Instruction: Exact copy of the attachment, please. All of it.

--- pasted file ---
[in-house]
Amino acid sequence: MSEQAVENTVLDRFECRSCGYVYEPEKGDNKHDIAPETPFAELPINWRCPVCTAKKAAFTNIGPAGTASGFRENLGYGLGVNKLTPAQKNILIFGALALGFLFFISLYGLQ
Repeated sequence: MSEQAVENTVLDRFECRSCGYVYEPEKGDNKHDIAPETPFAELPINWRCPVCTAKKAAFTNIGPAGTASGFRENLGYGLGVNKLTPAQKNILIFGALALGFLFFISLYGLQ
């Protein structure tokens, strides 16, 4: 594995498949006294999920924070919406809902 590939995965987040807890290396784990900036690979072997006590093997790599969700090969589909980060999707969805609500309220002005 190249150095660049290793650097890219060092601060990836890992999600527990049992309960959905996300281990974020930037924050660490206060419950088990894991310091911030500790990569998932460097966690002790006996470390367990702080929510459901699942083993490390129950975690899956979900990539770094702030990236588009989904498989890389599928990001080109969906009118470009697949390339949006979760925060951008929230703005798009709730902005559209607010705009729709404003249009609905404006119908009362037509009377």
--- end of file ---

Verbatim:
[in-house]
Amino acid sequence: MSEQAVENTVLDRFECRSCGYVYEPEKGDNKHDIAPETPFAELPINWRCPVCTAKKAAFTNIGPAGTASGFRENLGYGLGVNKLTPAQKNILIFGALALGFLFFISLYGLQ
Repeated sequence: MSEQAVENTVLDRFECRSCGYVYEPEKGDNKHDIAPETPFAELPINWRCPVCTAKKAAFTNIGPAGTASGFRENLGYGLGVNKLTPAQKNILIFGALALGFLFFISLYGLQ
């Protein structure tokens, strides 16, 4: 594995498949006294999920924070919406809902 590939995965987040807890290396784990900036690979072997006590093997790599969700090969589909980060999707969805609500309220002005 190249150095660049290793650097890219060092601060990836890992999600527990049992309960959905996300281990974020930037924050660490206060419950088990894991310091911030500790990569998932460097966690002790006996470390367990702080929510459901699942083993490390129950975690899956979900990539770094702030990236588009989904498989890389599928990001080109969906009118470009697949390339949006979760925060951008929230703005798009709730902005559209607010705009729709404003249009609905404006119908009362037509009377």